Local

Suspects In Tragic Boulevard Crash Held On $2.5M Bail

Jim Melwert Jim Melwert
Jim is a "morning drive" reporter for KYW Newsradio 1060, bringing...
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By Jim Melwert, Mike DeNardo

PHILADELPHIA (CBS) — The two men facing charges for the horrific crash on the Roosevelt Boulevard Tuesday night that killed a mother and her three young sons are being held on $2.5 million bail each.

Police allege the men were drag racing when the crash occurred. (See Related Story)

The two suspects have been identified as 23-year-old Khusen Akhmedov and 30-year-old Ahmen Holloman.

Federal records show that Akhmedov was an ambulance driver who was out on bail on Medicare fraud charges, according to an April indictment. Police say he also had eight prior speeding tickets.

Police say Holloman also had three prior moving violations.

Police allege they were drag racing. Holloman was driving a 1994 Honda and Akhmedov was operating the 2012 Audi that slammed into Samara Banks and her four young sons, killing her and three of the boys, and leaving another little boy wounded. Investigators say nine witnesses told police Akhmedov’s Audi was drag racing.

Both men are facing several charges, including four counts each of 3rd degree murder, and involuntary manslaughter.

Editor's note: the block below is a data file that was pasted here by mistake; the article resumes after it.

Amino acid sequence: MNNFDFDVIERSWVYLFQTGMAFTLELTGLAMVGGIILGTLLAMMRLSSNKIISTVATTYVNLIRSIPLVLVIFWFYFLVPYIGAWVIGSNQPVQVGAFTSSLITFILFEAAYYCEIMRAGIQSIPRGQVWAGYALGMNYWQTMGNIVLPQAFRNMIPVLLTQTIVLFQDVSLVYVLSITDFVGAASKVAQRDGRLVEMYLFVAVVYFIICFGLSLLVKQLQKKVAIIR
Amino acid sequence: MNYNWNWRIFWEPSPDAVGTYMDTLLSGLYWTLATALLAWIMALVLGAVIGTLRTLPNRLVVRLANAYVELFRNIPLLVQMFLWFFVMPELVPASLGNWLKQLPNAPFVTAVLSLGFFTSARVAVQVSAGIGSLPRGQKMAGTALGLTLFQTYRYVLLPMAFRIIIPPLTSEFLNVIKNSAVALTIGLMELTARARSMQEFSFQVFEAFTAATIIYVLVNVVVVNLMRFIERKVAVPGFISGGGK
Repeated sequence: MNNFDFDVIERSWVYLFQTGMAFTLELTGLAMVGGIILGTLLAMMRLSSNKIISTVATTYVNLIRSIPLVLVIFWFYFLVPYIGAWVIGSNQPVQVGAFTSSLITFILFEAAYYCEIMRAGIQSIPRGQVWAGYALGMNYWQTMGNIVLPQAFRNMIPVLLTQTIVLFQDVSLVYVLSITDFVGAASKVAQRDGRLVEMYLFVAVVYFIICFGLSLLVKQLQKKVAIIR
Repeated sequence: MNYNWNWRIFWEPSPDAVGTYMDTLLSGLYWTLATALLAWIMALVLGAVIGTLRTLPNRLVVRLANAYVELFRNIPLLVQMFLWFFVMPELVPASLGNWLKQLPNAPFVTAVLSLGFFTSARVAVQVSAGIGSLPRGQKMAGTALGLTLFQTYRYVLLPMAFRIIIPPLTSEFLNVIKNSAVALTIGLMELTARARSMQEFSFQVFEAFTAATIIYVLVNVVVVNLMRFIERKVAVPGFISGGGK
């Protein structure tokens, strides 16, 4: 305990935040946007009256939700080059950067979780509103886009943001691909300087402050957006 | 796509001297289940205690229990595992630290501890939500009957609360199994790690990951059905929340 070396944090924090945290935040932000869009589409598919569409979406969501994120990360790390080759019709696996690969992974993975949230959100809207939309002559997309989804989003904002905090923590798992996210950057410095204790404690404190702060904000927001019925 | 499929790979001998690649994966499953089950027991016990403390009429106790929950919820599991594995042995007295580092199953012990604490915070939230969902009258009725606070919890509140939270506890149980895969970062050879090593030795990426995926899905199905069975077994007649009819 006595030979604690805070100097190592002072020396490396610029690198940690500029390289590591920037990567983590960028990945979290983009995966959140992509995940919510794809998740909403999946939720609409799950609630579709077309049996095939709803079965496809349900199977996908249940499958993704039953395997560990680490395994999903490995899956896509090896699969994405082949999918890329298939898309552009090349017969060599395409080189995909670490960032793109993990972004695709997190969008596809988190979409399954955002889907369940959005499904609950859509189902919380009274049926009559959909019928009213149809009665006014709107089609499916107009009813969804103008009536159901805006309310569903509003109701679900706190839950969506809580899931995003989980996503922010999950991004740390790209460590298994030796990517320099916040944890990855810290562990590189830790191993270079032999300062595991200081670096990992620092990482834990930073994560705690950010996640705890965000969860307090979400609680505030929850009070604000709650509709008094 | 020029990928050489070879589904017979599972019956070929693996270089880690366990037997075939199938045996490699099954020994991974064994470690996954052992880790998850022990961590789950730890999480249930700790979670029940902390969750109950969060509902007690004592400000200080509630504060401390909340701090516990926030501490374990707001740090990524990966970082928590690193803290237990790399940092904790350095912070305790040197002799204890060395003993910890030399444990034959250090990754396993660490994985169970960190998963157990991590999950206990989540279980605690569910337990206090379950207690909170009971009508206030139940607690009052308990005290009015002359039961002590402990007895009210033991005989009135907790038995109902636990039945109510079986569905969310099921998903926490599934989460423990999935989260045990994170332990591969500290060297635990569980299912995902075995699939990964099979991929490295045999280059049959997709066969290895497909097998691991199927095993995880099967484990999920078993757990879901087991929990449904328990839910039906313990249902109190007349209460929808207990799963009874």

Police also say Akhmedov’s driving record shows a history of citations and violations. He’d lost his license and just got it back last year.

“If it’s just one red light, it may not go to murder. But if you’re doing something that’s reckless and sustained — for example, these two stop at three separate lights and then raced. Stopped, raced. So that sustained recklessness is how it got to murder,” Accident Investigation Division Captain John Wilczynski.

Wilczynski says police believe the drag race was spontaneous. He says they’re still trying to determine whether the two men knew each other.

Commissioner Charles Ramsey says police patrol the Boulevard as much as they can, but this is also a reminder to pedestrians to take extra precautions while crossing the 12-lanes of the busy street.

“We have a lot of enforcement along Roosevelt Boulevard, but you have people who just drive too damn fast on that street. And you can’t stop them all,” Ramsey explained.

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